Blog 🏛️ University 24th March 2023

Why You Can’t Afford to Ignore International Schools in Your Recruitment Strategy

Profile image of Zahra Onsori
Zahra Onsori University Content Writer
Geopolitical and social factors are shifting the landscape of education, which is why you can no longer ignore international schools when creating an enrolment strategy.

In the last decade, the international student body has exploded. Data from HolonIQ has predicted that 8 million international students will be enrolled into higher education by 2030 – 3 million more than were abroad in 2019.

Whilst not all of these students will be studying abroad, these stats highlight that the global demand for higher education is growing exponentially and can’t afford to be missed by universities.

In the last few years, we’ve all witnessed the effect that geopolitical and environmental factors have had on the world, which has naturally shifted the educational sector.

As it stands, we are witnessing the highest geographical mobility than ever before. Borders no longer serve as big of a barrier as they used to as students decide whether to study halfway across the world or not.

Synchronous with Brexit, data has shown a continuous decline in the number of European students choosing to study in UK universities. Across the pond, American higher education facilities are also seeing a slow decline in domestic university applicants, with undergraduate enrollments falling each year since 2011.

These examples highlight how 2023 poses new challenges, and why it’s so important to consider them when it comes to the university recruitment landscape.

But first, let’s break down exactly what an international school is.

Get in touch

Learn how BridgeU can help you align your enrolment strategy with your international student audience.

How are international schools defined?

In 2009, the International Association of School Librarianship (IASL) coined the following set of criteria to identify international schools. They will hold at least one of the following;

  • A variety of cultures, ethnicities and languages from students and staff
  • An internationally recognised curriculum system, such as the international baccalaureate (IB)
  • It is an internationally accredited school, such as the Council of British International Schools (COBIS).
  • Teaching in English, with the further obligation to take on one additional language

Whilst this doesn’t mean this set of criteria is only found in international schools, you are more likely to find them in these kinds of secondary institutions.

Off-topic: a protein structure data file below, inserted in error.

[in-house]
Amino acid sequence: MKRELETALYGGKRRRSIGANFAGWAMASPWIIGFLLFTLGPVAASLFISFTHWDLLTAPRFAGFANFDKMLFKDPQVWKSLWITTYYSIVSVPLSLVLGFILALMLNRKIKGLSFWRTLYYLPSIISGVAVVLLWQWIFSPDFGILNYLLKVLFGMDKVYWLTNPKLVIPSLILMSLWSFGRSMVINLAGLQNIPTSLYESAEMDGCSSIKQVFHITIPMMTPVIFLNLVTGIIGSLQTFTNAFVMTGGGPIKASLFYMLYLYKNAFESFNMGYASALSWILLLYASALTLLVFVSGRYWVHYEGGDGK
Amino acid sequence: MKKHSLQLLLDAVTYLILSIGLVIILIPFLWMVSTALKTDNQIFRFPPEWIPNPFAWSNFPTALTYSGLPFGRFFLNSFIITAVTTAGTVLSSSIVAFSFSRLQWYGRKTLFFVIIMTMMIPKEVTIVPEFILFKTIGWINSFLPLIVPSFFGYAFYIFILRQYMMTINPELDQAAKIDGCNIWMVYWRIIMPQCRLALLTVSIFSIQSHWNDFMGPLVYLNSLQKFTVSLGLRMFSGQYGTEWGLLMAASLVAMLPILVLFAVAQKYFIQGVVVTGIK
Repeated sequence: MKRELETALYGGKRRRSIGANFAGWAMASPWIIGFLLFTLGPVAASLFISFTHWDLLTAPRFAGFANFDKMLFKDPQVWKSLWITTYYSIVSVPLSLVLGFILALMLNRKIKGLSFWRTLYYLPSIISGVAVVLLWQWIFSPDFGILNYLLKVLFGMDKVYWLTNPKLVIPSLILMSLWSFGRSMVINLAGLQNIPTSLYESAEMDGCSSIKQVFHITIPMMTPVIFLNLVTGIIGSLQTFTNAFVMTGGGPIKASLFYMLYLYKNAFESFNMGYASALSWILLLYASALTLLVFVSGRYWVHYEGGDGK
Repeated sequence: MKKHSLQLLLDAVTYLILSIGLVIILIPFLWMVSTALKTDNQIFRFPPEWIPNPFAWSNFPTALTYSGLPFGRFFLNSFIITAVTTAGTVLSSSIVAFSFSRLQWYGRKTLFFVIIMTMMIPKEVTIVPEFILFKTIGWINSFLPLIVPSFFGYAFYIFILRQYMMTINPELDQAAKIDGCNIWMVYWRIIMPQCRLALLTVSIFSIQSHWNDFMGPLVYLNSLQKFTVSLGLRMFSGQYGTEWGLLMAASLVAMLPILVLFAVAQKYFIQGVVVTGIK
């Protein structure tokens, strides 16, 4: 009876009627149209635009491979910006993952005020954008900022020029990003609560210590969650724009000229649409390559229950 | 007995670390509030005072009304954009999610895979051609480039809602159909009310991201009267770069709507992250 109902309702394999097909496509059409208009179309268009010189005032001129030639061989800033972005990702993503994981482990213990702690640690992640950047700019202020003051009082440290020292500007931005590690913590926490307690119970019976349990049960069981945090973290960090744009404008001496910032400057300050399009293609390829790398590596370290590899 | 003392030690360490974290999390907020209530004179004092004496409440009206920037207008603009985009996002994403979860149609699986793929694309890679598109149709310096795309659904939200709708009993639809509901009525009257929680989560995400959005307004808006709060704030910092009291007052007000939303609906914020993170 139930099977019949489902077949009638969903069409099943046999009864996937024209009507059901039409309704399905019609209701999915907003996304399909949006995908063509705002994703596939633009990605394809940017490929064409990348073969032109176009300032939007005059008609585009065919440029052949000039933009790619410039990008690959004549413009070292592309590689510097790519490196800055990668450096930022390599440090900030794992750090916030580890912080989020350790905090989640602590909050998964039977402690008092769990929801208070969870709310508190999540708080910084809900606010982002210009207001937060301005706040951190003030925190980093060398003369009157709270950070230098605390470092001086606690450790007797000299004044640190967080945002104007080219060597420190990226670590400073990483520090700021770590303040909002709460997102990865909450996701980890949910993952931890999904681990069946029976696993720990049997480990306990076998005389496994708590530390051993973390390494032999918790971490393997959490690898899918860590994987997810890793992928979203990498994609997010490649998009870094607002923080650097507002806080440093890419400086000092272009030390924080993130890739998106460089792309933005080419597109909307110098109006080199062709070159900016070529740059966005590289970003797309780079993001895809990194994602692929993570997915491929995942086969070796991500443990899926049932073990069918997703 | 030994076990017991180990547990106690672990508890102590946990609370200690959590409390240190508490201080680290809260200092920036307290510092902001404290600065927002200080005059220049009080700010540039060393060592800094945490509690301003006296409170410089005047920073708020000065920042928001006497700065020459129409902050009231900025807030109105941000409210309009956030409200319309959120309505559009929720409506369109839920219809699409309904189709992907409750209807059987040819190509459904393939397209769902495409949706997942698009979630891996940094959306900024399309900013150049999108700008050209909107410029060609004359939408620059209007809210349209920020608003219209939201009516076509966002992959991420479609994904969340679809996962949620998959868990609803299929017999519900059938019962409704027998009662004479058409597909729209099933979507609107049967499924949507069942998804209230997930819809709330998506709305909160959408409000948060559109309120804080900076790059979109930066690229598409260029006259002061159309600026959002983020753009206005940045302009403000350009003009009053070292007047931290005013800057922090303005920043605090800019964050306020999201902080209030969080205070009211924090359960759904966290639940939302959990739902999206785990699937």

As it stands, the number of students enrolling at international schools has gone up by 53%, from 4.2 million to 6.5 million. In Asia alone, market growth has also increased by 52%, with a 62.4% enrolment growth.

These figures highlight how influential the international student market is, and showcase why they are crucial to build in a recruitment strategy.

They are great places for recruiters to learn about students’ regional preferences as well as tracking future trends of where student interest lies.

International schools will also aid in diversifying your student body, and will create bonds with regional schools that you can draw upon year after year.

Most importantly, by tailoring your recruitment strategy and serving the needs of the growing international student body, you’ll be winning over a market of unexplored talent, as well as gaining an understanding of what students want.

Let’s delve deeper into the reasons why international schools should be an integral part of your recruitment strategy.

International schools give students the tools to prepare better for higher education

International schools are often well-respected for their robust curricula and academic rigour. Many universities continue to be impressed with how well they seem to prepare students for higher education.

International curriculums are often designed to follow a pathway to higher education, which means students will have more awareness of further education, and may have a better understanding as to which university they’d like to go to.

International schools also help aid the development of soft skills. This is useful because students’ confidence, creativity, collaborative learning and critical thinking are essential to their integration at university, as well as navigating a foreign country. Students and staff are also more likely to be multilingual and culturally savvy at these schools due to the exposure to different cultures, nationalities and ethnicities.

This leads nicely to the next point.

International schools increase the likelihood of having a more diverse student body

For schools teaching an international curriculum such as the IB, they are often home to students from a range of diverse cultural and socio-demographic backgrounds, and it’s not uncommon for students to be multilingual or to have grown up in different countries.

International schools are not just places of academia, but serve as a community hub for various places around the globe. They are the foundations for creating new pockets of community in a globalised world.

Watch: 5 reasons why international schools need to be integral to your enrolment strategy